Saturday, June 10, 2017

Pruning Flowering Shrubs

            About this time of year the hedge clippers go a little nuts out there. Spring maintenance ramps up with cleaning out the beds, putting down new mulch, and pruning up the shrubbery. It’s this “pruning up the shrubbery” that things can get out of control.

            What you need to remember is that bushes just don’t produce flowers at will; they need time to prepare, and typically this takes three months.

            What you can prune now is anything in your yard that has flowered already this spring; you can go over my previous Blogs to find out what is on that list.

            Many times I have commented to people about a particular bush they have and how pretty it flowers; only to have them look at me puzzled and say “It flowers?” Seems sometimes Handsome Harry her handy husband/homeowner, hacked it up with all the rest every year. The real culprits though are the condo lawn care guys; they fly in with gas powered pruners ready to cut down everything in their path. These poor dues paying folks rarely see what the landscape is capable of.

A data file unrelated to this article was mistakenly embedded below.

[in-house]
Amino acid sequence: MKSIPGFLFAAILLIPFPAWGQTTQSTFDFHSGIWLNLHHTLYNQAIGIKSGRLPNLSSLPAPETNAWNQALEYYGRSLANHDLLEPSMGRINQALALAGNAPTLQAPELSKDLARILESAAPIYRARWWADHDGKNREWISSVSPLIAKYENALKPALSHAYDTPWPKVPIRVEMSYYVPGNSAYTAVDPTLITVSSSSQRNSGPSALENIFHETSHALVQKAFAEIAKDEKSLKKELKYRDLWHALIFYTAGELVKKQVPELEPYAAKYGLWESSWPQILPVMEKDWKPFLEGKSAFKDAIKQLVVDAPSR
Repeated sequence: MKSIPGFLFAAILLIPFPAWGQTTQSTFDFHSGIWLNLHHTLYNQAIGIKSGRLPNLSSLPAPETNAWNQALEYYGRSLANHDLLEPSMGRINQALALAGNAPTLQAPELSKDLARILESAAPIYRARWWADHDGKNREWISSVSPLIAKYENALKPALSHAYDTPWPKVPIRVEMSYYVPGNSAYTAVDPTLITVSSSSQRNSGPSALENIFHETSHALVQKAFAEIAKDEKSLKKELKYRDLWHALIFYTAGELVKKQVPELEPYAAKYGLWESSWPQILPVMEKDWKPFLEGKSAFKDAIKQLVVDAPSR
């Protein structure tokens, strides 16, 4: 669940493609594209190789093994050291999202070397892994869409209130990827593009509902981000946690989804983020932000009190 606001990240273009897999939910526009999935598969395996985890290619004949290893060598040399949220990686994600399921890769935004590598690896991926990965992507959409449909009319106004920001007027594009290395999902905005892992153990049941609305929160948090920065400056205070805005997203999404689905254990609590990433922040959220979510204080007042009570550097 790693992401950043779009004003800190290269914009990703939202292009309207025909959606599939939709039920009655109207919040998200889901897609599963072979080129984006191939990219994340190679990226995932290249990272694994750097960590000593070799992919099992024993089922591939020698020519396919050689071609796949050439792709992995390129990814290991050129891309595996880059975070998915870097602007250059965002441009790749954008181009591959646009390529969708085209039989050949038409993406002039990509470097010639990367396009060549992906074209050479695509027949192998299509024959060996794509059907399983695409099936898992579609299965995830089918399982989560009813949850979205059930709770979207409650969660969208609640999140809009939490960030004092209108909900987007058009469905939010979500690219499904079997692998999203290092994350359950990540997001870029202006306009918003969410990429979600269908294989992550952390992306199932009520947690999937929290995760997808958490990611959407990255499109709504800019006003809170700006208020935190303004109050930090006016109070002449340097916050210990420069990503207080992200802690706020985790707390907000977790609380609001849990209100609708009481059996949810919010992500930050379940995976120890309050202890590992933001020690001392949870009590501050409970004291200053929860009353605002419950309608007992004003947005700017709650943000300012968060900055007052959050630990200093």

Three months after the flowers have dropped off, the flower bud sequence sets up for next year’s flowers, and is particularly the strongest as you get near the ends of these branches. If you prune these off after this ‘bud set” is finished you remove all the flower bearing wood, and that means no flowers.

            So the best time to prune anything is right after it has finished flowering. Who knows you may have some shrubs in your landscaping that have never truly shown you their true reason for being there.

           For a more in depth look into this topic go to my web site at and

If you have any questions feel free to e-mail me at or post a comment on this Blog. And like us on Facebook at Niemeyer Landscaping. For more Landscape and garden info and pictures on the subject check us out at

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